When I started researching stocking my pantry, I ran across a reference to powdered peanut butter. Images of astronaut food and hikers came to mind, but the idea of having a very shelf-stable product appealed to me. And then I read a description of what reconstituted peanut butter tasted like. I’d sooner help myself to a bowl of wet cement. I mean, I’d be happy to have it during a nuclear winter, but, I wasn’t tempted just yet to load the pantry shelves with it. So I gave up on that particular idea and decided to stock up on the jarred variety instead. Its shelf life is pretty decent and in our household, there would never be a problem of rotating the jars – we consume the stuff too fast.
And then PB2 brand powdered peanut butter was profiled in my April 2012 issue of Nutrition Action Healthletter that gave it a rave review and I knew I had to give this product a try. Amazon.com had a deal where you could get the regular peanut butter powder, plus a peanut butter-chocolate powder and a small bag of peanut butter “thins” for what seemed like a reasonable price – it’s not a cheap way to buy peanut butter, however. (Whole Foods sells it or you can purchase directly from the company.) I just got the products a few days ago. Since I’m always on the lookout for ways to reduce artery-clogging fat from our diet, these powdered products were especially appealing – because they have less calories from fat than jarred peanut butter (16g of fat in 2 tbsp. of the jarred natural peanut butter I currently use compared with 1.5g for the same serving size of PB2. Wow.). The amount of sugar (1g per 2 tbsp. – the same as the jarred stuff) is pretty decent.
The powders come from Bell Plantation (they also sell peanut oil) which has a pretty impressive website with tons of recipes and detailed nutritional information about their products. Here’s part of why this product would be appealing to people like me who are trying to eat healthier and who are cutting down fat in their diets:
…our special process removes 85% of the fat calories without the chemicals typically used in producing reduced fat foods. Something else you won’t find in PB2 is preservatives.
So I spent the morning messing around with the powders and my camera. The powder smells good and has a nice, soft consistency. It was quite easy to stir together and it smoothed out nicely. The finished product looks just like what you’d scoop out of a jar. I even added roasted peanuts to one batch. The chocolate version was thinner than the peanut butter one, but adding a little bit more of the powder thickened it up. If you’re wondering about the (tiny!) peanut butter cookies/crackers, I found them ridiculously sweet. I might turn them into a pie crust base, however. Peanut butter chocolate creme pie anyone??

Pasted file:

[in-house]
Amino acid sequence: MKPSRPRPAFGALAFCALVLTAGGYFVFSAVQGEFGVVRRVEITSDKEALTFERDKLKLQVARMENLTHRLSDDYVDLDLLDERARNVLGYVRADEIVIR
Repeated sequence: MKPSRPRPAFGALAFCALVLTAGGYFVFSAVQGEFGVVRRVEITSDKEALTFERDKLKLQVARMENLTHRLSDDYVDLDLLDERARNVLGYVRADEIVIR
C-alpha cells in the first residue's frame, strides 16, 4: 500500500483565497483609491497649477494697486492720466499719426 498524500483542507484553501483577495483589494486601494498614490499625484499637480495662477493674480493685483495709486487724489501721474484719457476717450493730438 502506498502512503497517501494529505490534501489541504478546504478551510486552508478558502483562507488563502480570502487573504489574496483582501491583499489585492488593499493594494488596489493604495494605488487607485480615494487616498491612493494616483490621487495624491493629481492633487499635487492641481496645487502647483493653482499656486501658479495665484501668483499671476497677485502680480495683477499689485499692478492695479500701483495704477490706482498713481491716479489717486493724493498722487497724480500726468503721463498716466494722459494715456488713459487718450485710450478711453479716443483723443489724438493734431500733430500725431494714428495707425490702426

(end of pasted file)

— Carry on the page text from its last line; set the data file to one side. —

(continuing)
This is all well and good, right? But does it taste like wet cement? Happily, no. Not even close. However…I also didn’t detect a whole lot of peanut butter flavor. Eating it made me want to scoop up a big spoonful from my jar of peanut butter and snarf it down. As for the chocolate peanut butter, it was kind of the same issue. Not much chocolate flavor, not much peanut flavor. And there was just something…off about the texture of both spreads. Obviously fat adds flavor and it adds creaminess. Is PB2 acceptable? Yea, sure. It is great to have in the pantry and certainly for traveling it would work quite well. And if one is looking to shave fat calories… Will I use it every day? No. Despite my love of peanut butter, I keep consumption to a minimum, so I’m not too worried about the fat content. What I really want is delicious, nutty peanut butter.
I am curious about baking with it. As I mentioned, Bell Plantation has a whole heck of a lot of recipes on their site. It’s probably worth baking with both products – or trying them in smoothies – for a more complete taste test.